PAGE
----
The NARB is not an independent body - it's an advertising industry group that aims to self-police its members. It didn't say whether or not the 5GE icon would disappear from customers' devices (i.e. the area where the misleading claims matter most), but it isn't using 5G Evolution as part of its current advertising.
Yet, convincing people AT&T will deliver a superior experience when that time comes may be more hard considering the company rolled out a fake network with a misleading name ahead of time and a fair amount of its consumers might think they already have 5G, as the NARB suggests.
If AT&T doesn't follow through, BBB National Programs has a process that first involves seeking more information on what steps the company has taken to halt the messaging.
In fact, AT&T's response to the Sprint lawsuit was that it was simply too bad if competitors didn't understand, because its customers supposedly "loved" the "5G E" branding, although we have to assume that was based entirely on a false assumption that they were on a significantly better network than they actually were. The NARB panel agreed with NAD's analysis.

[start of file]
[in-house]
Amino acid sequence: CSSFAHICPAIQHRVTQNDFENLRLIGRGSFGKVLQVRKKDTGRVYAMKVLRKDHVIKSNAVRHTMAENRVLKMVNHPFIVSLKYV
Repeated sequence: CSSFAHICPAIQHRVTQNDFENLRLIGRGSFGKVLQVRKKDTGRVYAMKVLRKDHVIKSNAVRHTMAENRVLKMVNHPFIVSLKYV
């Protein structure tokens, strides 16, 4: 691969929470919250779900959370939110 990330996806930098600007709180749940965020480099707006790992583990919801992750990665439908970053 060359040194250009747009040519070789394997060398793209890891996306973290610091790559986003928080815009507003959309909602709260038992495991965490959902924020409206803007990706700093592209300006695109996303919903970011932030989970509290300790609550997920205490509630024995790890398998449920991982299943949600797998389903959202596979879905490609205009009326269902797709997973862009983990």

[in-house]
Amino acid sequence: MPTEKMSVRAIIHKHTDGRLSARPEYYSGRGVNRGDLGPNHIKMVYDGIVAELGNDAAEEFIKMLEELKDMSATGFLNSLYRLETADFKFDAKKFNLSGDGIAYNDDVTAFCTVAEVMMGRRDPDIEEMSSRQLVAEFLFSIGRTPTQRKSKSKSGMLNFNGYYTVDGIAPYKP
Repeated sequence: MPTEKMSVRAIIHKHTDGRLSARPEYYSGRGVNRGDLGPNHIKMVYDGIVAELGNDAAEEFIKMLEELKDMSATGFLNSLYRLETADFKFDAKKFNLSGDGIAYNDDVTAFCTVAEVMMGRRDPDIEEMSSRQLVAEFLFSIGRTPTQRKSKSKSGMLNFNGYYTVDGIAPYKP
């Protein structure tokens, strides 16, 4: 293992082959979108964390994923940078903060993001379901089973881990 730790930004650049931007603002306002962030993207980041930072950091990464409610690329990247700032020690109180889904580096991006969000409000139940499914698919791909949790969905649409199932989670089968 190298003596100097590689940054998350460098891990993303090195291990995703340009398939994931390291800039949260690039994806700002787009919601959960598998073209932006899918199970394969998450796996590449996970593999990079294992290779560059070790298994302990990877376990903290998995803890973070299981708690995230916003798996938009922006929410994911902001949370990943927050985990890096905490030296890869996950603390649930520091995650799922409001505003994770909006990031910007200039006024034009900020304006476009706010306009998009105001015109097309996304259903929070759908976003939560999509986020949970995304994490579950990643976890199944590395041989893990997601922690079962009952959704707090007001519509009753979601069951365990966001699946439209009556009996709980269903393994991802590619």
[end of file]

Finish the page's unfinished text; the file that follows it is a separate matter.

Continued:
"Thus, consumers may well interpret "Evolution" in the challenged claims as signifying that AT&T's technology has already evolved into 5G", the NARB panel said. It said a reasonable consumer could conclude the reference was the advertiser's way of promoting a 5G network while promising an even better 5G network later. AT&T uses its custom logo anyway, putting it in the corner of smartphones and marketing the superior network speeds, despite the confusion it may cause customers and tests that prove the benefits of the network upgrade are negligible. It's not clear what that means and how much AT&T uses the "5G Evolution" branding today in its stores and ads today. It stood by its advertising claim, but as a supporter of the industry's self-regulation process, said it would comply with the NARB's decision.
AT&T said it disagrees with the decision, but will comply, according to the opinion. We couldn't reach the telecommunications giant for additional comment.